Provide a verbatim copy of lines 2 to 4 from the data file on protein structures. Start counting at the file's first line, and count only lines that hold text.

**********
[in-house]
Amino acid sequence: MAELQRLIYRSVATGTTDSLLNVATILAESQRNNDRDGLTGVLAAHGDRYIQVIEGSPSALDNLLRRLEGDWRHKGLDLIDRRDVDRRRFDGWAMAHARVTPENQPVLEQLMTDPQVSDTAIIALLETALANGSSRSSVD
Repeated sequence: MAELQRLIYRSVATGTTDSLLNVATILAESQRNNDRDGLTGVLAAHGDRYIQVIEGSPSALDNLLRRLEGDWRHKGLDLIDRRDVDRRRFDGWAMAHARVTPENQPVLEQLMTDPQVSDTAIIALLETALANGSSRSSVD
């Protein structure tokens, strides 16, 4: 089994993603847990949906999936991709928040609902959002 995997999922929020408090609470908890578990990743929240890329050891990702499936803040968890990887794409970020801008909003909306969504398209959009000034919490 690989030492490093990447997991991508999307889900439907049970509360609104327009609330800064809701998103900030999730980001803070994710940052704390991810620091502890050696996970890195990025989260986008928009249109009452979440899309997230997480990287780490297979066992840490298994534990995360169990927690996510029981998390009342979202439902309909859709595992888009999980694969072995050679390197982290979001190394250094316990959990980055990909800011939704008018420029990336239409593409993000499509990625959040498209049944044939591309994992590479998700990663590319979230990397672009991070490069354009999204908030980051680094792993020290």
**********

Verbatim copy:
Amino acid sequence: MAELQRLIYRSVATGTTDSLLNVATILAESQRNNDRDGLTGVLAAHGDRYIQVIEGSPSALDNLLRRLEGDWRHKGLDLIDRRDVDRRRFDGWAMAHARVTPENQPVLEQLMTDPQVSDTAIIALLETALANGSSRSSVD
Repeated sequence: MAELQRLIYRSVATGTTDSLLNVATILAESQRNNDRDGLTGVLAAHGDRYIQVIEGSPSALDNLLRRLEGDWRHKGLDLIDRRDVDRRRFDGWAMAHARVTPENQPVLEQLMTDPQVSDTAIIALLETALANGSSRSSVD
């Protein structure tokens, strides 16, 4: 089994993603847990949906999936991709928040609902959002 995997999922929020408090609470908890578990990743929240890329050891990702499936803040968890990887794409970020801008909003909306969504398209959009000034919490 690989030492490093990447997991991508999307889900439907049970509360609104327009609330800064809701998103900030999730980001803070994710940052704390991810620091502890050696996970890195990025989260986008928009249109009452979440899309997230997480990287780490297979066992840490298994534990995360169990927690996510029981998390009342979202439902309909859709595992888009999980694969072995050679390197982290979001190394250094316990959990980055990909800011939704008018420029990336239409593409993000499509990625959040498209049944044939591309994992590479998700990663590319979230990397672009991070490069354009999204908030980051680094792993020290």